March 3, 1949
New York City, New York, U.S.
|Occupation||Writer, journalist, historian, biographer|
|Alma mater||Yale College|
Pembroke College, Cambridge
|Notable works||The House of Morgan|
Washington: A Life
Titan: The Life of John D. Rockefeller, Sr.
|Notable awards||Pulitzer Prize for Biography |
American History Book Prize
National Book Award for Nonfiction
Valerie S. Chernow
(m. 1979; wid. 2006)
Ronald Chernow (born March 3, 1949) is an American writer, journalist, historian, and biographer. He has written bestselling and award-winning biographies of historical figures from the world of business, finance, and American politics.
He won the 2011 Pulitzer Prize for Biography and the 2011 American History Book Prize for his 2010 book, Washington: A Life. He is also the recipient of the National Book Award for Nonfiction for his 1990 book, The House of Morgan: An American Banking Dynasty and the Rise of Modern Finance. His biographies of Alexander Hamilton (2004) and John D. Rockefeller (1998) were both nominated for National Book Critics Circle Awards, while the former served as the inspiration for the Hamilton musical, for which Chernow worked as a historical consultant. Another book, The Warburgs: The Twentieth-Century Odyssey of a Remarkable Jewish Family, was honored with the 1993 George S. Eccles Prize for Excellence in Economic Writing. As a freelance journalist, he has written over 60 articles in national publications.
Ronald Chernow was born on March 3, 1949, in Brooklyn, New York. His father Israel was the owner of a discount store and creator of a stock brokerage firm; his mother Ruth was a bookkeeper. Chernow graduated with honors from Yale University in 1970 and Pembroke College at Cambridge University with degrees in English literature. He began but did not finish a PhD program. He says that in politics he is a "disgruntled Democrat" and gives his religion as "Jewish, though more in the breach than the observance."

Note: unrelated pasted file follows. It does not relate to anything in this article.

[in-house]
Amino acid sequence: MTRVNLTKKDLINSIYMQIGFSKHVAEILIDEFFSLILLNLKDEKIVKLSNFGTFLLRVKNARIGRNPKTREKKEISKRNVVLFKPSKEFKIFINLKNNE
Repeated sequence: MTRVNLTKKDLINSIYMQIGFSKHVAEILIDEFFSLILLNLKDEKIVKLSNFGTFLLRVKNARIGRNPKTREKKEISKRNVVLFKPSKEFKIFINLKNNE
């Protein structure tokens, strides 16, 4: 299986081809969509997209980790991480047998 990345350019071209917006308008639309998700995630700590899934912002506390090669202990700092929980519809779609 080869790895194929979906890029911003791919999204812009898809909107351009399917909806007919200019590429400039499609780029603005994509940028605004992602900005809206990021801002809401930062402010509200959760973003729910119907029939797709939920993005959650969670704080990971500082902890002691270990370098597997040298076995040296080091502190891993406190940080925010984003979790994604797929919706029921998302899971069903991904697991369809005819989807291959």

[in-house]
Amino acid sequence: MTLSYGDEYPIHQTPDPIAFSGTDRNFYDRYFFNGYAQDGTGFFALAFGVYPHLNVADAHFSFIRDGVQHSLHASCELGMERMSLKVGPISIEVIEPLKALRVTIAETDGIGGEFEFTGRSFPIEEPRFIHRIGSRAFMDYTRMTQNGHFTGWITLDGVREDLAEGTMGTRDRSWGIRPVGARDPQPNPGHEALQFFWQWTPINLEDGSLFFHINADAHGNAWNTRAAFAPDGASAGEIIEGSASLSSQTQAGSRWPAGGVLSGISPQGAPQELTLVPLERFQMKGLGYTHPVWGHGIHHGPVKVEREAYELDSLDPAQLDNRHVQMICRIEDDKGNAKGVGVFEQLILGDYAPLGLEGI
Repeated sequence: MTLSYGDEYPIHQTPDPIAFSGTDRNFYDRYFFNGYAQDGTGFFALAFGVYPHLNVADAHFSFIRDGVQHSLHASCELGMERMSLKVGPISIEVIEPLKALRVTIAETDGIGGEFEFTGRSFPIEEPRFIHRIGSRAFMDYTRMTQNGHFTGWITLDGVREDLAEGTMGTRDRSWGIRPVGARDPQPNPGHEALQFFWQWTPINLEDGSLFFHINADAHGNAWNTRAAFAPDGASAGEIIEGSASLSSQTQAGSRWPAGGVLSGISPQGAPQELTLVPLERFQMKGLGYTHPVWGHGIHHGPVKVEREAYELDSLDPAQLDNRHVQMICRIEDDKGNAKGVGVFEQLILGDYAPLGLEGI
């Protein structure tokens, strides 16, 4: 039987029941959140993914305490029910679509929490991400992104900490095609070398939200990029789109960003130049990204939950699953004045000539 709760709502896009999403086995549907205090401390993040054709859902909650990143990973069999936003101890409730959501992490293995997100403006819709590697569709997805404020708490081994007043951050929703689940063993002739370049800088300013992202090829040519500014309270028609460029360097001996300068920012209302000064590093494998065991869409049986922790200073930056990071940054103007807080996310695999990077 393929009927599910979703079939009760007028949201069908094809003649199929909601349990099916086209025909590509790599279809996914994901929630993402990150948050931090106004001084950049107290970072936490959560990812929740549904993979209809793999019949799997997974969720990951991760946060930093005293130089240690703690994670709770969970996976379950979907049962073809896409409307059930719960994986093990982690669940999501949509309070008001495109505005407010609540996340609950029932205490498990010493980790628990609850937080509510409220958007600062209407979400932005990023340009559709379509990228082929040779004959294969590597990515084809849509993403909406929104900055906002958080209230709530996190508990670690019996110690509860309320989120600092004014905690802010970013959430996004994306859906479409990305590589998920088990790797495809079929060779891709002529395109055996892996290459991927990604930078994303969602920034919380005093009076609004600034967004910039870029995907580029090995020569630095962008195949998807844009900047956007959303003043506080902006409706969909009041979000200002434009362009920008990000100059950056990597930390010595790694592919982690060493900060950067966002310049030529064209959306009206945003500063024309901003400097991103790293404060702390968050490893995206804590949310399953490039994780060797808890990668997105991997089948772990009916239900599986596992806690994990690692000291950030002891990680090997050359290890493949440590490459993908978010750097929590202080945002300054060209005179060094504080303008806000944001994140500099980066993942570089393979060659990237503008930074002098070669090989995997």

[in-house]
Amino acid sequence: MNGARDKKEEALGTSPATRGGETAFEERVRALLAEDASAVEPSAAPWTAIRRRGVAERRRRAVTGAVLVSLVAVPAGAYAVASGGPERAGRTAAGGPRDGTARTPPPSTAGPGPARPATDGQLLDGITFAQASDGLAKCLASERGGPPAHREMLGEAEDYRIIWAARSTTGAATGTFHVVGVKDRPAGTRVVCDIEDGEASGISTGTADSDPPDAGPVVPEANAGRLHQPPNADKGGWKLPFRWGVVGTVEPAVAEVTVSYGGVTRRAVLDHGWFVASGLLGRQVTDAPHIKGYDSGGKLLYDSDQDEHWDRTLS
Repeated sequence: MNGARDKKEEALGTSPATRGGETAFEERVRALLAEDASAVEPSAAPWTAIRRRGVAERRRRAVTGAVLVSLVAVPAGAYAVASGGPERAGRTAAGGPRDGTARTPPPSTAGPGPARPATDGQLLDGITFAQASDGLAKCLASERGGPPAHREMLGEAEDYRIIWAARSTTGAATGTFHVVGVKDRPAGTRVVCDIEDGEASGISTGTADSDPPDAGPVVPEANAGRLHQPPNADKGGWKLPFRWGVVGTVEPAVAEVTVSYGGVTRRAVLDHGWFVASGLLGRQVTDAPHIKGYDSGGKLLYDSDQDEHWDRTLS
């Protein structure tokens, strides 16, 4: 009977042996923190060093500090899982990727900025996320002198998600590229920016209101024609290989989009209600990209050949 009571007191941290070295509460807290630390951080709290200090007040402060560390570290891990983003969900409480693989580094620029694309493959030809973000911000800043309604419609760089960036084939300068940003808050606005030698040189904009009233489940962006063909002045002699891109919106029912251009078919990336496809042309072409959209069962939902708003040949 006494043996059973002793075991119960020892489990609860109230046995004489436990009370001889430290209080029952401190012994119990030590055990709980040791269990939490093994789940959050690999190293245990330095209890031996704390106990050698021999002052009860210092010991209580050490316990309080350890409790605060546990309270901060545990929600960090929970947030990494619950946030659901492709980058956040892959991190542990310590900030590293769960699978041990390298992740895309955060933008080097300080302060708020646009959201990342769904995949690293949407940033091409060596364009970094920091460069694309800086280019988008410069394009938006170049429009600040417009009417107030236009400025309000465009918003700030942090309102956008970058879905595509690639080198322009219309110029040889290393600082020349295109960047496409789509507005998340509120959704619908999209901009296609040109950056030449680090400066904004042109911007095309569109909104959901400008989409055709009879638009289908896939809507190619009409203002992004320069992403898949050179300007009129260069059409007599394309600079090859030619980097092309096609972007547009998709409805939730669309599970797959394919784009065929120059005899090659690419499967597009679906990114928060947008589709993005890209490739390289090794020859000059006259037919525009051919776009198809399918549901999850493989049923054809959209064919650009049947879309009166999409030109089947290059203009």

He married Valerie Stearn in 1979; she died in January 2006. Valerie S. Chernow was an assistant professor of languages and social sciences at the New York City College of Technology.
Chernow began his career as a freelance journalist. He wrote more than 60 articles in national newspapers and magazines from 1973 to 1982. In the mid-1980s, he put his writing pursuits aside when he began serving as the director of financial policy studies with the Twentieth Century Fund, which is based in New York City. In 1986, he left the organization and refocused his efforts on writing. In addition to his background writing nonfiction works and biographies, Chernow continues to contribute articles to The New York Times and The Wall Street Journal. He has also provided commentary on business, politics, and finance on national radio and television shows, while additionally appearing as an expert in documentary films.
In 1990, Chernow published his first book, The House of Morgan: An American Banking Dynasty and the Rise of Modern Finance, which traces the history of four generations of the J.P. Morgan financial empire. The reviewer for The New York Times Book Review said, "As a portrait of finance, politics and the world of avarice and ambition on Wall Street, the book has the movement and tension of an epic novel. It is, quite simply, a tour de force."The House of Morgan: An American Banking Dynasty and the Rise of Modern Finance was honored with the National Book Award for Nonfiction.